We do not care about the opinions of other blogs, and our stats prove that we’re doing many things right- is there room to grow?  Absolutely, but we do not need to backtrack (as many group blogs will) to try new directions (to be honest about who we’re writing to or who we are), we simply move forward from an honest foundation (we’re just talking, you’re welcome to chime in)- and many large blogs have begun to get that what is doing must work,  and the talent here isn’t ramming their beliefs down peoples throats or using a bully pulpit to spew radical hatred of all things real estate.  It’s an honest discussion of an agent failing in their market, observations by a mom about her son, a showing gone crazy and how the agent and client had a laugh together.  The material of absolutely relates in many ways to everyday people- consumers like us.  And I give a hearty “go f’yourself” to anyone who says otherwise and doesn’t understand that our mission is to relate to our consumers.  We represent the industry from coast to coast, and honestly, I’m proud of the contribution here, and this contribution is just that, a contribution rather than an oppressive “you can’t argue with me”- you’re right, but it isn’t that we can’t, it’s that no one cares enough to bother.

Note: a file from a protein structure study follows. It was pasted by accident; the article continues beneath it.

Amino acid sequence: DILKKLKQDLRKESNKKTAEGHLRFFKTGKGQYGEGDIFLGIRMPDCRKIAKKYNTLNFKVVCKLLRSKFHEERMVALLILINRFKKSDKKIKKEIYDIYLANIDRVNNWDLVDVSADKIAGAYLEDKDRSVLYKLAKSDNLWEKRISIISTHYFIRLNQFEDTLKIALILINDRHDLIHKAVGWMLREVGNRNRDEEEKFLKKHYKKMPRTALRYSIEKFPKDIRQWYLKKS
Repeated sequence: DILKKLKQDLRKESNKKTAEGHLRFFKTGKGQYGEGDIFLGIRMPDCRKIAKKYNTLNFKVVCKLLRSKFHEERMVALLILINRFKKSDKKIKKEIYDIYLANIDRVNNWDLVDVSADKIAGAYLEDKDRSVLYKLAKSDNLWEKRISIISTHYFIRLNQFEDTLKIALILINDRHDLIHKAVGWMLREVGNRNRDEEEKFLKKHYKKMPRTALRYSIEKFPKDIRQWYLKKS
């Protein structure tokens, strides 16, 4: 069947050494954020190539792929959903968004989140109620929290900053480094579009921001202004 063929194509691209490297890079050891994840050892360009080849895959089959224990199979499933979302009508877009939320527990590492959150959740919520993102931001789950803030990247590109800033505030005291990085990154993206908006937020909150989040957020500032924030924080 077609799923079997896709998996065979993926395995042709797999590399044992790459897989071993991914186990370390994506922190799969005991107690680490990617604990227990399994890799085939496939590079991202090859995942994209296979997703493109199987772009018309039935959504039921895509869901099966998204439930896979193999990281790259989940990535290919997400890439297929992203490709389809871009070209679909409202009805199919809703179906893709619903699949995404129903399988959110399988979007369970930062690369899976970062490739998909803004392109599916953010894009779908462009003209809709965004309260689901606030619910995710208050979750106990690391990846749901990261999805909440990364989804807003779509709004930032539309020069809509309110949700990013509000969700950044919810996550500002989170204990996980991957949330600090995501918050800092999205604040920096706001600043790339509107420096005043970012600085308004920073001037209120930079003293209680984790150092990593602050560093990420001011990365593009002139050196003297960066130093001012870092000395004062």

Greg is right that folks should speak up when something is bad, but in this instance, it wasn’t badWe’re not wrong, and we’re surely not going to admit shit when the smell is obviously on your carpet.  If you think we’re endorsing a clever approach to a video message, you’re f’n right on that fact- and in a nice way, many are begging for alternatives to some of the previous video attempts made by even our own, Daniel Rothamel, among others.